Amanda is a mother with three children. She had to look for somewhere new to live after the breakdown of her marriage.
She was working part-time and also received housing benefit. She had excellent references and good finances in place to be able to pay a deposit and 12 months’ rent in advance.
She rang around several local letting agents. But, as soon as she revealed that she was on housing benefit, the agents came back with a blanket ‘No’.
I was shocked when I was turned down as a tenant, and even more shocked at being told that the reason for this was that the estate agent didn’t consider housing benefit to be a source of income. It was made apparent they were not concerned about how much income or savings I had.
No more time for excuses
OpenRent have listed various reasons explaining why they are reluctant to remove the ‘DSS Income Accepted’ option from their site.
Tenants find it helpful.
Whilst their survey results show that those asked found it useful to know which properties would accept housing benefit recipients, our own research shows that people would rather not be discriminated against at all.
Landlords have mortgage and insurance restrictions that prevent them from letting to people on benefits.
This may have been the case several years ago, but in 2020 it’s nothing more than a myth.
Industry leader Mortgages for Business have researched the market and tell us that they think that over 99% of the buy-to-let mortgage market is now ‘No DSS’ free.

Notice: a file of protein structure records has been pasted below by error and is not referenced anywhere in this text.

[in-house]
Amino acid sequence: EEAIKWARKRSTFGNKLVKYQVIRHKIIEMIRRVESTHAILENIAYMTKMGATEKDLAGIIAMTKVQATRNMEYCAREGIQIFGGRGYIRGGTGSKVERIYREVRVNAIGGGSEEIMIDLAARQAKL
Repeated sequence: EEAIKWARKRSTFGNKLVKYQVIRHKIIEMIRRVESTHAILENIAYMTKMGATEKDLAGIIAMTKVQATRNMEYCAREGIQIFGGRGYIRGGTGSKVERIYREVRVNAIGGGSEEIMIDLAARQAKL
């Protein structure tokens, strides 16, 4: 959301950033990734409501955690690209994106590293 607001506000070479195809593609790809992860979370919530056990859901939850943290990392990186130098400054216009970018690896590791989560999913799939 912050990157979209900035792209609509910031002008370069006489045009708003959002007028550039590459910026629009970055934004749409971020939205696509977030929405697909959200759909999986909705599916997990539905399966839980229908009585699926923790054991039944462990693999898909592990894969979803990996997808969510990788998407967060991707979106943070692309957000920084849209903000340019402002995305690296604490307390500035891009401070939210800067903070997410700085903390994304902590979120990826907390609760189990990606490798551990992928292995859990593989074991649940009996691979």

And, while some landlord insurance products do still have ‘No DSS’ clauses in them, there are also plenty available which do provide cover to landlords letting to housing benefit tenants. These are often at little, or no, extra cost (including OpenRent’s own landlord insurance policy).
Many properties are unaffordable to people on benefits.
By giving landlords the option to un-tick the ‘DSS Income Accepted’ box, they are allowing them to have their own ‘blanket bans’. The main issue with this is the fact that landlords do not know what is ‘affordable’ to a tenant unless they allow them to disclose their individual circumstances first.
OpenRent fail to see the role they play in allowing landlords to discriminate.
Whilst they appear to want the ‘system’ to change, they are unwilling to do their part by taking away the options on their site that allow discrimination to continue.
Help us put an end to OpenRent’s unlawful discrimination against renters on housing benefit and make renting fairer for everyone.Email OpenRent
Analysis of available properties on OpenRent’s website, carried out on 27 November 2020.
Countrywide are the UK's largest specialist lettings business. They, like OpenRent, are not a portal, and are comparative to OpenRent as a letting agent. We also looked at property portals Zoopla and Rightmove for comparison, both of which list properties from multiple agencies and landlords.
Analysis carried out in early June 2020. Sample sizes were: OpenRent 8,151, Rightmove 600, Countrywide 450, Zoopla 450. The differences in sample sizes were due to website functionality and results are weighted to overcome sample size differences and reflect the total number of adverts on each website.
YouGov survey of 1,009 private landlords letting in the UK, 634 of whom had a policy or preference not to let to households claiming housing benefit (which this result is based on). Online, 18+, Dec-Jan 2020.
YouGov survey of 3,995 private renters in England (828 currently claiming housing benefit). Online, weighted, 18+, Aug-Sept 2019.
Shelter calculation, based on Department for Work and Pensions (DWP) data combined with Office for National Statistics (ONS) data on population.
69% of all private renters and 85% of those claiming housing benefit agreed that this [‘No DSS’ policies] should end, YouGov survey of 3,995 private renters in England (828 currently claiming housing benefit). Online, weighted, 18+, Aug-Sept 2019.
The British Insurance Broker’s Association (BIBA) runs a free find insurance’ service, and can find any landlord an affordable and suitable insurance product which covers letting to tenants receiving benefits.